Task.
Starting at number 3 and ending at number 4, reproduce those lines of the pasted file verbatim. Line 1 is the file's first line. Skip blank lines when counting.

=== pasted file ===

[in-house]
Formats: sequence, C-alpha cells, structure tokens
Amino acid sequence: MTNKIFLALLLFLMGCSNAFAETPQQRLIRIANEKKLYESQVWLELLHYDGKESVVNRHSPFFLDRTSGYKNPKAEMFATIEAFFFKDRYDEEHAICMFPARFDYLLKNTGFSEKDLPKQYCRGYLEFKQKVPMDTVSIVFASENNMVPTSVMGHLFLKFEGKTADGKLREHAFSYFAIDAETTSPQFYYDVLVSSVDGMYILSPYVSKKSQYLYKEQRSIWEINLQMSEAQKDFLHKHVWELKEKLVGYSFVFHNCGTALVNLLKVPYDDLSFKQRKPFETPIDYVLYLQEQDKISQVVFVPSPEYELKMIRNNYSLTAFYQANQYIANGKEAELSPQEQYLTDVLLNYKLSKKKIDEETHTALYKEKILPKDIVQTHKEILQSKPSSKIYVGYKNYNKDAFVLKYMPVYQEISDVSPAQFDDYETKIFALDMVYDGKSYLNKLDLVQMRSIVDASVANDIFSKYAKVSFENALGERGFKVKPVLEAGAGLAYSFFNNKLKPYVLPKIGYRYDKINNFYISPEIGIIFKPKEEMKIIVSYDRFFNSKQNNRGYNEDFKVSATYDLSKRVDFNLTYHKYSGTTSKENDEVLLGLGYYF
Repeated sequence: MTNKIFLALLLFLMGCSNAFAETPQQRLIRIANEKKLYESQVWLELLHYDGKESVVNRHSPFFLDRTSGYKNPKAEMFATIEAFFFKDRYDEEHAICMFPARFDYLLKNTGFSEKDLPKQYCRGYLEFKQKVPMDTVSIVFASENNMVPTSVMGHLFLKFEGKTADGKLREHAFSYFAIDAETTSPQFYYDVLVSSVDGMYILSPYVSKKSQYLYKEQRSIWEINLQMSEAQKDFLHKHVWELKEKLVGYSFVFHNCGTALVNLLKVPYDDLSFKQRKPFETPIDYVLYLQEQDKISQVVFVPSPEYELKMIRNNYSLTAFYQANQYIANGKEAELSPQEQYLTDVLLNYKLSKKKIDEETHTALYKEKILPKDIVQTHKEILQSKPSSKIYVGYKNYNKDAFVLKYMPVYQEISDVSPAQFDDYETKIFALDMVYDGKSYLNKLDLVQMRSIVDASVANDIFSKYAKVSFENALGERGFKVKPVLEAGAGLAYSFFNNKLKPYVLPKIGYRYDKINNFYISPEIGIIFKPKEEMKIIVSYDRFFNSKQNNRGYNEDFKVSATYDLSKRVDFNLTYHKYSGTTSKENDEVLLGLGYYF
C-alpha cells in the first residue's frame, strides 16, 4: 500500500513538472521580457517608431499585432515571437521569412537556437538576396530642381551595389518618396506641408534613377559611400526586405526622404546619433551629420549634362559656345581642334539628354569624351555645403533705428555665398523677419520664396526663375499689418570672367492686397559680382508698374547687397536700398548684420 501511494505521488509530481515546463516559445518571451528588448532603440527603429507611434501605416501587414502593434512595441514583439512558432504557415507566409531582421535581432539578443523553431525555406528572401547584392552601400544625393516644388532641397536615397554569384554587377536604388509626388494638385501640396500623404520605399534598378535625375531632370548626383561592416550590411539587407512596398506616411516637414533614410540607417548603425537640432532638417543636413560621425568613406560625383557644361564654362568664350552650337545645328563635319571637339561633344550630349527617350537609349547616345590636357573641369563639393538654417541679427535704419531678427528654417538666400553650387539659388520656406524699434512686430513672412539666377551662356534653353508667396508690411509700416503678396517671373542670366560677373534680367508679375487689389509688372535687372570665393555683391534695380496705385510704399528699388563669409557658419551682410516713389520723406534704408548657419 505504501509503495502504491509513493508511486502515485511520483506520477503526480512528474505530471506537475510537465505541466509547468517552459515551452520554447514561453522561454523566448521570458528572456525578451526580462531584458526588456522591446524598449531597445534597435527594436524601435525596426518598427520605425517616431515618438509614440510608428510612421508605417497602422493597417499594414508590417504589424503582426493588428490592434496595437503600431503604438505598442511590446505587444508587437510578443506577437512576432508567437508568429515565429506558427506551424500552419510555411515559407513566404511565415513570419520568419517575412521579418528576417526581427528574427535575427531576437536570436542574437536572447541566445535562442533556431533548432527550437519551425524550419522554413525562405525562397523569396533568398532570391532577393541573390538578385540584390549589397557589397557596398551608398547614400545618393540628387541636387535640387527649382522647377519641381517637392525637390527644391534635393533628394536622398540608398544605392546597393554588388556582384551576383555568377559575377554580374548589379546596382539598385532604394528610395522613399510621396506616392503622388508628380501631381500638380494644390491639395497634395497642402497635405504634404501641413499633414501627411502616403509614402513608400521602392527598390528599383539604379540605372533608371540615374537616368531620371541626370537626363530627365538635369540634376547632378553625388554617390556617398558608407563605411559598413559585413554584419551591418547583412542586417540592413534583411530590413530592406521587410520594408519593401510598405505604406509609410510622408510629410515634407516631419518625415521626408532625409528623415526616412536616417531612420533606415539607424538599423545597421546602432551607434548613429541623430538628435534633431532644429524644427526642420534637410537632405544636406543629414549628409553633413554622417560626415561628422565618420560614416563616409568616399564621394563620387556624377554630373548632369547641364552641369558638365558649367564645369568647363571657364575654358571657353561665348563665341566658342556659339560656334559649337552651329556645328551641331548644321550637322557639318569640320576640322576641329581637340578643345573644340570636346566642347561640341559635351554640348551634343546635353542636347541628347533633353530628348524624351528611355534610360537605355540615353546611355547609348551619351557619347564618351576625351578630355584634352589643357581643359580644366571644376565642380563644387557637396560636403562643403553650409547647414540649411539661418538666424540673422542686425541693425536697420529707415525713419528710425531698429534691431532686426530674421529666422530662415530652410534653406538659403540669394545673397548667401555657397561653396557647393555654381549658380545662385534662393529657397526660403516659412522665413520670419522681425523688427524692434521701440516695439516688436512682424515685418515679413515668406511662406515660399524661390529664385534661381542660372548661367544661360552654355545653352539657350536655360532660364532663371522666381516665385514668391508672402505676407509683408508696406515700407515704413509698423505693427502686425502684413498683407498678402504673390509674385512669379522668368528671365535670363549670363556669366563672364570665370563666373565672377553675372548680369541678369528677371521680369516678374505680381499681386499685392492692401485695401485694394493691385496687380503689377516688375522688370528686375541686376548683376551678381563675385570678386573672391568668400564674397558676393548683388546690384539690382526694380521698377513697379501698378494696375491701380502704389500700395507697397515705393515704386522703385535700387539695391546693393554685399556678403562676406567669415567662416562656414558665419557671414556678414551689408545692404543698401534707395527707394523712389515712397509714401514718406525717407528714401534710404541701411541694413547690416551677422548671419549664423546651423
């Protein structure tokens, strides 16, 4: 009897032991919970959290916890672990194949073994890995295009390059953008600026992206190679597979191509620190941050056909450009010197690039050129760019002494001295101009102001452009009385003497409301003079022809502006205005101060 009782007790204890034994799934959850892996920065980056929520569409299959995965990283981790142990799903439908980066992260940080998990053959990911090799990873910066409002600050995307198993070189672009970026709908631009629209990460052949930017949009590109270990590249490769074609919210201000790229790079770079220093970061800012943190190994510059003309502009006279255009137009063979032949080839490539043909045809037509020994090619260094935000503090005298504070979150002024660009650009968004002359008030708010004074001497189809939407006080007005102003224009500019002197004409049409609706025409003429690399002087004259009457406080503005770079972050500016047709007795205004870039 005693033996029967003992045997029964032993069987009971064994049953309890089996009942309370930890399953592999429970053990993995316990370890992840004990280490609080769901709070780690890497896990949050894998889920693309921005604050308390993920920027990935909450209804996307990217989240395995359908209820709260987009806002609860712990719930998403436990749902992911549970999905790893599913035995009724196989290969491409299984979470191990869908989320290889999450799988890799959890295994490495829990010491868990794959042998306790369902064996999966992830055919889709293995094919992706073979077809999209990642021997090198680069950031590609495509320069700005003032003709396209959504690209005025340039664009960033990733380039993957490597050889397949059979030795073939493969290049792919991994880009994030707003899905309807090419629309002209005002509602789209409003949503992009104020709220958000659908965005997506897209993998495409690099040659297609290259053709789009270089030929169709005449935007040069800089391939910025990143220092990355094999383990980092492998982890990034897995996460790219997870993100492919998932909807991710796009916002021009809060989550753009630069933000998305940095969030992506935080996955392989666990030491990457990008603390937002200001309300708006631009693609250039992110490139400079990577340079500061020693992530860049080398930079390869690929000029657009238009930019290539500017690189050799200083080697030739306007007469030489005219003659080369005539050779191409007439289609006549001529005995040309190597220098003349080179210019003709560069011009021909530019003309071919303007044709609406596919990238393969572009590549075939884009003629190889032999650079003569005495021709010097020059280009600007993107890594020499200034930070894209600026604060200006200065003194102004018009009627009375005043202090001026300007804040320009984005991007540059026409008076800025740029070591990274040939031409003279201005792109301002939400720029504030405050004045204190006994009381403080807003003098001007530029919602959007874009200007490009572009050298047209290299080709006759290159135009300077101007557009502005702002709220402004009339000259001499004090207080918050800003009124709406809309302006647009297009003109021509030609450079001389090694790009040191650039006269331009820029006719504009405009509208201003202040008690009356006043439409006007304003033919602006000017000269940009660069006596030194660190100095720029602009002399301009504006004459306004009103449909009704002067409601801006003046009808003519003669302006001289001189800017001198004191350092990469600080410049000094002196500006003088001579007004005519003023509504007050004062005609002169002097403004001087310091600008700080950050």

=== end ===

Amino acid sequence: MTNKIFLALLLFLMGCSNAFAETPQQRLIRIANEKKLYESQVWLELLHYDGKESVVNRHSPFFLDRTSGYKNPKAEMFATIEAFFFKDRYDEEHAICMFPARFDYLLKNTGFSEKDLPKQYCRGYLEFKQKVPMDTVSIVFASENNMVPTSVMGHLFLKFEGKTADGKLREHAFSYFAIDAETTSPQFYYDVLVSSVDGMYILSPYVSKKSQYLYKEQRSIWEINLQMSEAQKDFLHKHVWELKEKLVGYSFVFHNCGTALVNLLKVPYDDLSFKQRKPFETPIDYVLYLQEQDKISQVVFVPSPEYELKMIRNNYSLTAFYQANQYIANGKEAELSPQEQYLTDVLLNYKLSKKKIDEETHTALYKEKILPKDIVQTHKEILQSKPSSKIYVGYKNYNKDAFVLKYMPVYQEISDVSPAQFDDYETKIFALDMVYDGKSYLNKLDLVQMRSIVDASVANDIFSKYAKVSFENALGERGFKVKPVLEAGAGLAYSFFNNKLKPYVLPKIGYRYDKINNFYISPEIGIIFKPKEEMKIIVSYDRFFNSKQNNRGYNEDFKVSATYDLSKRVDFNLTYHKYSGTTSKENDEVLLGLGYYF
Repeated sequence: MTNKIFLALLLFLMGCSNAFAETPQQRLIRIANEKKLYESQVWLELLHYDGKESVVNRHSPFFLDRTSGYKNPKAEMFATIEAFFFKDRYDEEHAICMFPARFDYLLKNTGFSEKDLPKQYCRGYLEFKQKVPMDTVSIVFASENNMVPTSVMGHLFLKFEGKTADGKLREHAFSYFAIDAETTSPQFYYDVLVSSVDGMYILSPYVSKKSQYLYKEQRSIWEINLQMSEAQKDFLHKHVWELKEKLVGYSFVFHNCGTALVNLLKVPYDDLSFKQRKPFETPIDYVLYLQEQDKISQVVFVPSPEYELKMIRNNYSLTAFYQANQYIANGKEAELSPQEQYLTDVLLNYKLSKKKIDEETHTALYKEKILPKDIVQTHKEILQSKPSSKIYVGYKNYNKDAFVLKYMPVYQEISDVSPAQFDDYETKIFALDMVYDGKSYLNKLDLVQMRSIVDASVANDIFSKYAKVSFENALGERGFKVKPVLEAGAGLAYSFFNNKLKPYVLPKIGYRYDKINNFYISPEIGIIFKPKEEMKIIVSYDRFFNSKQNNRGYNEDFKVSATYDLSKRVDFNLTYHKYSGTTSKENDEVLLGLGYYF